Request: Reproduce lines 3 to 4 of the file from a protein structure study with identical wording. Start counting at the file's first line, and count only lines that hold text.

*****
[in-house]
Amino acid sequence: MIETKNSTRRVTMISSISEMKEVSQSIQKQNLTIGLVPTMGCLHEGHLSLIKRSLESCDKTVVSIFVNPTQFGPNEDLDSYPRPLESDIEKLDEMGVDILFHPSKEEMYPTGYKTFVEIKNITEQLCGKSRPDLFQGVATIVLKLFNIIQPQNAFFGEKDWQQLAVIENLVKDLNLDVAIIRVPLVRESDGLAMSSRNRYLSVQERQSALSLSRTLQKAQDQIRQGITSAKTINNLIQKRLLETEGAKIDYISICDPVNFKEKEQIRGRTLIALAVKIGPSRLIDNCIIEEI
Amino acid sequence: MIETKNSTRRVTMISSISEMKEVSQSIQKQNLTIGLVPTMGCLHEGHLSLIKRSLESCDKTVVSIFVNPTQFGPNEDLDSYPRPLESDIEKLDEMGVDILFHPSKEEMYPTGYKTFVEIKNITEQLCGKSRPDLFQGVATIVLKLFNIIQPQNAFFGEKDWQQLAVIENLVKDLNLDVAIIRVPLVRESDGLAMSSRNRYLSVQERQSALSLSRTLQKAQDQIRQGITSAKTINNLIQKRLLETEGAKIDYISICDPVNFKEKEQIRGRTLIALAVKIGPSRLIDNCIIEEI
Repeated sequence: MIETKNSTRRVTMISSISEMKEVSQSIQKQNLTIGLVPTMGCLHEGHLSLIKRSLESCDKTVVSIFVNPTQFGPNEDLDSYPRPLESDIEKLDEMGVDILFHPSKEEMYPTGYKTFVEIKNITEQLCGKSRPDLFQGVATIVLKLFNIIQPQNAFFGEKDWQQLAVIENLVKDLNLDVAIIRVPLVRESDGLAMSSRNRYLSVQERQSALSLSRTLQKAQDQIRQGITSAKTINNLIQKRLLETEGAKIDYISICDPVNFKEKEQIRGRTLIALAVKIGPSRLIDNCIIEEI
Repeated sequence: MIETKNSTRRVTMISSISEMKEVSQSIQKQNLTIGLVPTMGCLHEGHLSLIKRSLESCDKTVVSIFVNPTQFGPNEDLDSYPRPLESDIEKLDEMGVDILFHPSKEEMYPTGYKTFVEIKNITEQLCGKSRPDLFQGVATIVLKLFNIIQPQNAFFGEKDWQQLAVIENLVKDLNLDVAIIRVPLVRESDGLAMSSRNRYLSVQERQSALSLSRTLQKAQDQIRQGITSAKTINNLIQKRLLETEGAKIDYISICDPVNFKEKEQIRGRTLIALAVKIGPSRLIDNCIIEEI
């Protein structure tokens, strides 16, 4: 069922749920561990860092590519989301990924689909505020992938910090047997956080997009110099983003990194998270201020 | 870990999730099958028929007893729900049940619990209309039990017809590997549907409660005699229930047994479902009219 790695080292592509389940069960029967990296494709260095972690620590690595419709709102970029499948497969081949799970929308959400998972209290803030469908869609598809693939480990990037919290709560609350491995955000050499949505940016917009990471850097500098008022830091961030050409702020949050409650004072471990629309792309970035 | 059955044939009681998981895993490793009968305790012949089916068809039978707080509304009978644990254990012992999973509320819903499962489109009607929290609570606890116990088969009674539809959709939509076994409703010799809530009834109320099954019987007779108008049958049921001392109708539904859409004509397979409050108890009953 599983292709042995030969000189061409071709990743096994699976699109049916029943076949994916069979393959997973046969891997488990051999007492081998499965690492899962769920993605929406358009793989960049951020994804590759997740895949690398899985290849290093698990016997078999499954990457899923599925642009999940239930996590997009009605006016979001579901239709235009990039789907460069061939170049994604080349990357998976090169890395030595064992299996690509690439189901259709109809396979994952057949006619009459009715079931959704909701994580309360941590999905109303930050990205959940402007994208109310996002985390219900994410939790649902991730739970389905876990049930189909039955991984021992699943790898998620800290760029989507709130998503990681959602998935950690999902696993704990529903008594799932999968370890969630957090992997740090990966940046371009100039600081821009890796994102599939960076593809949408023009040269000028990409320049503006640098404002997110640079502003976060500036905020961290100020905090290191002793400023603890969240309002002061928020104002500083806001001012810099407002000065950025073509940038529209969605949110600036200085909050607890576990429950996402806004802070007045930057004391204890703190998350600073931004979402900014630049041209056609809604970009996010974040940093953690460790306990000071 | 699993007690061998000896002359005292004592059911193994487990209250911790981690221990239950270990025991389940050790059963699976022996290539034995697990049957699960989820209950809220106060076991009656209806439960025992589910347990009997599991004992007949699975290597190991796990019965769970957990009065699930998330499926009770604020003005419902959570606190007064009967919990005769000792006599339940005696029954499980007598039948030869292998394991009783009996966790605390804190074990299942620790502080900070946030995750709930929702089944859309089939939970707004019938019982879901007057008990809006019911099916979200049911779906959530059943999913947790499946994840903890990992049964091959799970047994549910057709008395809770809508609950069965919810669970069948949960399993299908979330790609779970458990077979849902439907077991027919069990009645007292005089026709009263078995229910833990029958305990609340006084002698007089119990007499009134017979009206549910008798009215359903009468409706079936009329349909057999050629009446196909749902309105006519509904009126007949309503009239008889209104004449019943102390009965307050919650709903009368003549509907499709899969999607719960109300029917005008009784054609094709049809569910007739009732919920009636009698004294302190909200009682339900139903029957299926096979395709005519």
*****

Amino acid sequence: MIETKNSTRRVTMISSISEMKEVSQSIQKQNLTIGLVPTMGCLHEGHLSLIKRSLESCDKTVVSIFVNPTQFGPNEDLDSYPRPLESDIEKLDEMGVDILFHPSKEEMYPTGYKTFVEIKNITEQLCGKSRPDLFQGVATIVLKLFNIIQPQNAFFGEKDWQQLAVIENLVKDLNLDVAIIRVPLVRESDGLAMSSRNRYLSVQERQSALSLSRTLQKAQDQIRQGITSAKTINNLIQKRLLETEGAKIDYISICDPVNFKEKEQIRGRTLIALAVKIGPSRLIDNCIIEEI
Repeated sequence: MIETKNSTRRVTMISSISEMKEVSQSIQKQNLTIGLVPTMGCLHEGHLSLIKRSLESCDKTVVSIFVNPTQFGPNEDLDSYPRPLESDIEKLDEMGVDILFHPSKEEMYPTGYKTFVEIKNITEQLCGKSRPDLFQGVATIVLKLFNIIQPQNAFFGEKDWQQLAVIENLVKDLNLDVAIIRVPLVRESDGLAMSSRNRYLSVQERQSALSLSRTLQKAQDQIRQGITSAKTINNLIQKRLLETEGAKIDYISICDPVNFKEKEQIRGRTLIALAVKIGPSRLIDNCIIEEI